What Are Construction Defects?

Construction defects are failures in a building or structure that result from poor design, faulty installation, or use of substandard materials. These defects can lead to significant damage, including structural instability, water intrusion, and even mold growth. In Arizona, construction defects are a serious concern for property owners and can lead to costly repairs and legal disputes. For instance, imagine you’ve hired a subcontractor to install a new roof on your home. A few months later, you notice water stains on your ceiling. Upon inspection, it’s discovered that the roof was improperly installed, leading to leaks and water damage. This is a classic example of a construction defect.

How Can I Identify a Construction Defect?

Identifying a construction defect can be challenging, especially if the defect isn’t immediately visible. It often requires the expertise of a construction professional or an engineer. Common signs of construction defects include cracks in the foundation, water leaks, uneven flooring, and doors or windows that don’t close properly. In Arizona, the law provides a broad definition of construction defects. According to Arizona Revised Statutes Section 12-1361, a construction defect is a material deficiency in the design, construction, manufacture, repair, alteration, remodeling, or landscaping of a dwelling that results from a violation of construction code, use of defective materials, or failure to adhere to workmanship standards in the community.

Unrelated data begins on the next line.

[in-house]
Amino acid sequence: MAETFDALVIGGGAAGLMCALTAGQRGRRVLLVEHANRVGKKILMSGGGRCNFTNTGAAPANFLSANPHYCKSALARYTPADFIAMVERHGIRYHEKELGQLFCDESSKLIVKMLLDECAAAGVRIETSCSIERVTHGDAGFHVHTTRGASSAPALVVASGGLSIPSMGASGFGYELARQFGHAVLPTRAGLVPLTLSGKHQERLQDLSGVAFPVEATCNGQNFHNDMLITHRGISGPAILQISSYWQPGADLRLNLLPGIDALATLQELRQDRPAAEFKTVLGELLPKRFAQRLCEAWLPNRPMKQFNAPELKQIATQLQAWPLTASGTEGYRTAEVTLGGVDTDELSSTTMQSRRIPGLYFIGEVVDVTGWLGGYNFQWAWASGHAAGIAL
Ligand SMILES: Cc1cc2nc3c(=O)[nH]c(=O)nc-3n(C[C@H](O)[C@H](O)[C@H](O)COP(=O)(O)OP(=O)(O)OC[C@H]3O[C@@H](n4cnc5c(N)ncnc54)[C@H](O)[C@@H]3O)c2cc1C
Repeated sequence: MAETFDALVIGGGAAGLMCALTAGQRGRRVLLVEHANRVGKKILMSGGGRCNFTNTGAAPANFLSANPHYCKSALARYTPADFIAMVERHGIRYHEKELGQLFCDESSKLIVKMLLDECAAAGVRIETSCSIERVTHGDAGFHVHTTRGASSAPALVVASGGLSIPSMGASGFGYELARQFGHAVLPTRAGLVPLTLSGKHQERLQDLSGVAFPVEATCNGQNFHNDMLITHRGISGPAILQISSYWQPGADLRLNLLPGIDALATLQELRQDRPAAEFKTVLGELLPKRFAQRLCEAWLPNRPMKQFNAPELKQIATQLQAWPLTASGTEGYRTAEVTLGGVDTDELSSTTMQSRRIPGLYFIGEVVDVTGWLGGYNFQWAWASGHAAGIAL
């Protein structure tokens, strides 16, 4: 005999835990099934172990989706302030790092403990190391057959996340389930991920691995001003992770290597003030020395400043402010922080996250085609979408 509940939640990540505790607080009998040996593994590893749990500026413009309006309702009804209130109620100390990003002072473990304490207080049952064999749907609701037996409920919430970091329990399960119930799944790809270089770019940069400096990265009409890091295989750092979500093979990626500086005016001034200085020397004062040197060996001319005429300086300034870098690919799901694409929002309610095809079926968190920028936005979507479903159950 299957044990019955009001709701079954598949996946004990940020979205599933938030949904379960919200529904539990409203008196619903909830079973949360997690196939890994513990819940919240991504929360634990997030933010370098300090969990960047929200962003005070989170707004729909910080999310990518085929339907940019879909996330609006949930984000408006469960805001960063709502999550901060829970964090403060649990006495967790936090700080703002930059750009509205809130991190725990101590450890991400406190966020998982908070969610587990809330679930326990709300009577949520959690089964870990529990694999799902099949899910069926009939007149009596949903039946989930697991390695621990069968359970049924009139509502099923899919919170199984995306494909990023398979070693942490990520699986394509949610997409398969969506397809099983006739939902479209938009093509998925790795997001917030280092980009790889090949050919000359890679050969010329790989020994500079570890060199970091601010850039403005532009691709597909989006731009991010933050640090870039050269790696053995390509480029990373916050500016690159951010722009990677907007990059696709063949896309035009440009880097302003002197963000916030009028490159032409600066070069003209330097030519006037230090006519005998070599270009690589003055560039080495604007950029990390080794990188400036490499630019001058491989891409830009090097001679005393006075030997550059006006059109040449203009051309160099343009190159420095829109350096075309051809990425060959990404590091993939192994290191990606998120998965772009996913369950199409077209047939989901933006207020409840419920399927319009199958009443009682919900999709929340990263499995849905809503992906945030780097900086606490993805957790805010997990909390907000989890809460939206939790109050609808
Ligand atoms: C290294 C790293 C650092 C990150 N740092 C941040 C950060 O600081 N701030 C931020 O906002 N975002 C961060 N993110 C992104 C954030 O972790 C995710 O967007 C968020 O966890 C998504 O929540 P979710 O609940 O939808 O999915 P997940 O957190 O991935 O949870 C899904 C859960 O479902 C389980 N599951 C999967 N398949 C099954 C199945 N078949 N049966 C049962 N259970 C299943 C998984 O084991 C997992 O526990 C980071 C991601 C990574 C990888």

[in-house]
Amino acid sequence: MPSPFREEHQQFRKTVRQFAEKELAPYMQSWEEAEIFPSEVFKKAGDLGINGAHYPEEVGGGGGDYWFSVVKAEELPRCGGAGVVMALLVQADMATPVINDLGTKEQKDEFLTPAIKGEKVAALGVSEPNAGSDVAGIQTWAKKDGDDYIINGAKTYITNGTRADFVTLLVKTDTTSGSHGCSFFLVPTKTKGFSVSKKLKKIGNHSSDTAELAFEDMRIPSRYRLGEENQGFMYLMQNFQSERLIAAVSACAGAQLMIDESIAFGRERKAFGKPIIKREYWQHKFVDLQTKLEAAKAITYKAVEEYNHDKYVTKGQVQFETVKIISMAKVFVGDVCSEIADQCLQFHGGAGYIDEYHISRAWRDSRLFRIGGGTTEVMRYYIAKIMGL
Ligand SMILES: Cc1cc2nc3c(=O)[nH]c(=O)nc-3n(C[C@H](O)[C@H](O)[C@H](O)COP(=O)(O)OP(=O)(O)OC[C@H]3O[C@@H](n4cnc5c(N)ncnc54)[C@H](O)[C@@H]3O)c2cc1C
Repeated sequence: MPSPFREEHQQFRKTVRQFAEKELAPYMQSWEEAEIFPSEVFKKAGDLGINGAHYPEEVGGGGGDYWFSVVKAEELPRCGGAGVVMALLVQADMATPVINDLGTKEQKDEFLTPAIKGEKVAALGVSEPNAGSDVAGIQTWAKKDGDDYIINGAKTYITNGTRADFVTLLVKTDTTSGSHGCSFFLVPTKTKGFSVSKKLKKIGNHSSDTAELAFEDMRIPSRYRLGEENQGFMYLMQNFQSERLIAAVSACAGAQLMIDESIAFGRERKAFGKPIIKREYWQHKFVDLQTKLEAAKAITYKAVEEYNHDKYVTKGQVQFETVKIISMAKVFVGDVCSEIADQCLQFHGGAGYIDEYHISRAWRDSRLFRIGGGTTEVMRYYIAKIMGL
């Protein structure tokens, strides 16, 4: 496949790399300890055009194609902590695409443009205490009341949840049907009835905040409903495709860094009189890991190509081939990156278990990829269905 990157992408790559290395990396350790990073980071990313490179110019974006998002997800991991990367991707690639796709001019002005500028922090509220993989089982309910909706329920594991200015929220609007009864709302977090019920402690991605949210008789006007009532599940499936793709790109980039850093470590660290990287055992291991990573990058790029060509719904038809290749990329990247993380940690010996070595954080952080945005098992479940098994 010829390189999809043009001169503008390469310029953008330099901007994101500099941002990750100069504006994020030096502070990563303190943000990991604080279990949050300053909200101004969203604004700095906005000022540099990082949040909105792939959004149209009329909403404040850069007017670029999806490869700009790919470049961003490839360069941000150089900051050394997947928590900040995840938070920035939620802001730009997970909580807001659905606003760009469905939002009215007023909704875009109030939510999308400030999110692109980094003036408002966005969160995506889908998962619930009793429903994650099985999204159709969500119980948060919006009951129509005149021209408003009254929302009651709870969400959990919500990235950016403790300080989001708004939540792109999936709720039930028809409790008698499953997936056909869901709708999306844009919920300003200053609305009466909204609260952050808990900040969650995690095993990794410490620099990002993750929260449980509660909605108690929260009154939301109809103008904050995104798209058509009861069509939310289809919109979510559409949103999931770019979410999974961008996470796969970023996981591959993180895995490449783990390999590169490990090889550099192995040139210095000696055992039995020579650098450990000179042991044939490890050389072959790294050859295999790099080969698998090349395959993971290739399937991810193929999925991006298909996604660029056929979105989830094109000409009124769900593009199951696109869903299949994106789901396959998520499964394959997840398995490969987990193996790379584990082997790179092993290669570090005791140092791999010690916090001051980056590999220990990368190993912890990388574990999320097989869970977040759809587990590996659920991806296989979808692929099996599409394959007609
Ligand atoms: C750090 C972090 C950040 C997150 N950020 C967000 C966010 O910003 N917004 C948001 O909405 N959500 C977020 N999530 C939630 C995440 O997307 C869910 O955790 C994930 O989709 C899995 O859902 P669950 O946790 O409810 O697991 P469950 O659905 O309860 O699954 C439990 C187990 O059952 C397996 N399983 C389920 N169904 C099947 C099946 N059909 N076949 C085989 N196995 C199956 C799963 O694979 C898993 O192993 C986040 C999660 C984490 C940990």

What Are My Rights as a Homeowner?

As a homeowner in Arizona, you have the right to expect that your home is built to a certain standard. If a subcontractor fails to meet these standards, you have the right to seek repairs, damages, or even a replacement of the defective work. In addition, under the Arizona Consumer Fraud Act, you have the right to truthful and honest representations from the subcontractor about their skills, the quality of their work, and the materials used. If the subcontractor has misrepresented any of these aspects, you may have a claim for consumer fraud.